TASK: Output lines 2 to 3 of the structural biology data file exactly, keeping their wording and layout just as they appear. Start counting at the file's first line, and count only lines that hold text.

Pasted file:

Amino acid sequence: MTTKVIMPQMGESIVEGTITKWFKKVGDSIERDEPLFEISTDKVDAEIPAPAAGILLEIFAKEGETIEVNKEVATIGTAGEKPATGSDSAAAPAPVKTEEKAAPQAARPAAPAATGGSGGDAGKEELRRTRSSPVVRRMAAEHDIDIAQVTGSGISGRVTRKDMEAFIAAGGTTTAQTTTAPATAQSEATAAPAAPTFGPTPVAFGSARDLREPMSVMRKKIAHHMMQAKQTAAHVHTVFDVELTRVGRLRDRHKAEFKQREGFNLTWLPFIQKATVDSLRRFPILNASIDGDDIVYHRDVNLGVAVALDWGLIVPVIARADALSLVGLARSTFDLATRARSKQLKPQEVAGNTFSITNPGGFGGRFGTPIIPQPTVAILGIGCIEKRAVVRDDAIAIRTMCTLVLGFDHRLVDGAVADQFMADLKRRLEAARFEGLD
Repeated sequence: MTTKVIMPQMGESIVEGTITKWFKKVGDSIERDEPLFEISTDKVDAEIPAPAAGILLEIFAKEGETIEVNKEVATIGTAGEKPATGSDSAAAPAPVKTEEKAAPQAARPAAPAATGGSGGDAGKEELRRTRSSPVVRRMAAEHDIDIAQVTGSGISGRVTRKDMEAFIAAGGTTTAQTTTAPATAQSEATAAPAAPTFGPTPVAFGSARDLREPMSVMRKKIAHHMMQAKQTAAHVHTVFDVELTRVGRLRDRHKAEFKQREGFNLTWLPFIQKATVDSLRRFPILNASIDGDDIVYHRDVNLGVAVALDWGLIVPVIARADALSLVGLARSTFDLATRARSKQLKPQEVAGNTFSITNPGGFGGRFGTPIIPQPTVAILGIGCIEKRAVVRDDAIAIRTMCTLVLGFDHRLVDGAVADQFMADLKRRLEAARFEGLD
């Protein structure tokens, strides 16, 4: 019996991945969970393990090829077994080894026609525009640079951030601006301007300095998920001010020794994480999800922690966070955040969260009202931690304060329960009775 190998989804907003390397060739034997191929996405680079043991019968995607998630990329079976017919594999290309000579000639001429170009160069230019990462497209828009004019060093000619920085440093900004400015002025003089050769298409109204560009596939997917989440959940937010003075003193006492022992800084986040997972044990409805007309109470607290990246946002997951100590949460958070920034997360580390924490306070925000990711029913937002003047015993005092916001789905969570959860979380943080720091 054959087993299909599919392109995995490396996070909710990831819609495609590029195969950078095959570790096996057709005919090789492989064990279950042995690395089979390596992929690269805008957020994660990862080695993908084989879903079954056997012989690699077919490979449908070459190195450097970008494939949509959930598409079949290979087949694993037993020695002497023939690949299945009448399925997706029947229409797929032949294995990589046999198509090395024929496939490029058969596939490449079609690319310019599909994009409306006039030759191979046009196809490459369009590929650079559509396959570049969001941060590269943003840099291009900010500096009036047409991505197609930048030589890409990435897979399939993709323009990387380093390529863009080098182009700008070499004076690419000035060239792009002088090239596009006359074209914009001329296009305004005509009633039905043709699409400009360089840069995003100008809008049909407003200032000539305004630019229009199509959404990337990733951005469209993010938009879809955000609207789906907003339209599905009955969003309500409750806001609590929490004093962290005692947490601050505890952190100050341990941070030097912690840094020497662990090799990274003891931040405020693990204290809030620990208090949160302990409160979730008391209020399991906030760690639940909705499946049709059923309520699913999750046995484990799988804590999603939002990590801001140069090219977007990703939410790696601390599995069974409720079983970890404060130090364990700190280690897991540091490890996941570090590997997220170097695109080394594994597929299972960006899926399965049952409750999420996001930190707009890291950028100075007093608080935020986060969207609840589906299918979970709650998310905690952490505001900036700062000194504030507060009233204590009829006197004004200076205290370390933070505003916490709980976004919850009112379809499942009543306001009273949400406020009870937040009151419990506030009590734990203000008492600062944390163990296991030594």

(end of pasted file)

Repeated sequence: MTTKVIMPQMGESIVEGTITKWFKKVGDSIERDEPLFEISTDKVDAEIPAPAAGILLEIFAKEGETIEVNKEVATIGTAGEKPATGSDSAAAPAPVKTEEKAAPQAARPAAPAATGGSGGDAGKEELRRTRSSPVVRRMAAEHDIDIAQVTGSGISGRVTRKDMEAFIAAGGTTTAQTTTAPATAQSEATAAPAAPTFGPTPVAFGSARDLREPMSVMRKKIAHHMMQAKQTAAHVHTVFDVELTRVGRLRDRHKAEFKQREGFNLTWLPFIQKATVDSLRRFPILNASIDGDDIVYHRDVNLGVAVALDWGLIVPVIARADALSLVGLARSTFDLATRARSKQLKPQEVAGNTFSITNPGGFGGRFGTPIIPQPTVAILGIGCIEKRAVVRDDAIAIRTMCTLVLGFDHRLVDGAVADQFMADLKRRLEAARFEGLD
């Protein structure tokens, strides 16, 4: 019996991945969970393990090829077994080894026609525009640079951030601006301007300095998920001010020794994480999800922690966070955040969260009202931690304060329960009775 190998989804907003390397060739034997191929996405680079043991019968995607998630990329079976017919594999290309000579000639001429170009160069230019990462497209828009004019060093000619920085440093900004400015002025003089050769298409109204560009596939997917989440959940937010003075003193006492022992800084986040997972044990409805007309109470607290990246946002997951100590949460958070920034997360580390924490306070925000990711029913937002003047015993005092916001789905969570959860979380943080720091 054959087993299909599919392109995995490396996070909710990831819609495609590029195969950078095959570790096996057709005919090789492989064990279950042995690395089979390596992929690269805008957020994660990862080695993908084989879903079954056997012989690699077919490979449908070459190195450097970008494939949509959930598409079949290979087949694993037993020695002497023939690949299945009448399925997706029947229409797929032949294995990589046999198509090395024929496939490029058969596939490449079609690319310019599909994009409306006039030759191979046009196809490459369009590929650079559509396959570049969001941060590269943003840099291009900010500096009036047409991505197609930048030589890409990435897979399939993709323009990387380093390529863009080098182009700008070499004076690419000035060239792009002088090239596009006359074209914009001329296009305004005509009633039905043709699409400009360089840069995003100008809008049909407003200032000539305004630019229009199509959404990337990733951005469209993010938009879809955000609207789906907003339209599905009955969003309500409750806001609590929490004093962290005692947490601050505890952190100050341990941070030097912690840094020497662990090799990274003891931040405020693990204290809030620990208090949160302990409160979730008391209020399991906030760690639940909705499946049709059923309520699913999750046995484990799988804590999603939002990590801001140069090219977007990703939410790696601390599995069974409720079983970890404060130090364990700190280690897991540091490890996941570090590997997220170097695109080394594994597929299972960006899926399965049952409750999420996001930190707009890291950028100075007093608080935020986060969207609840589906299918979970709650998310905690952490505001900036700062000194504030507060009233204590009829006197004004200076205290370390933070505003916490709980976004919850009112379809499942009543306001009273949400406020009870937040009151419990506030009590734990203000008492600062944390163990296991030594």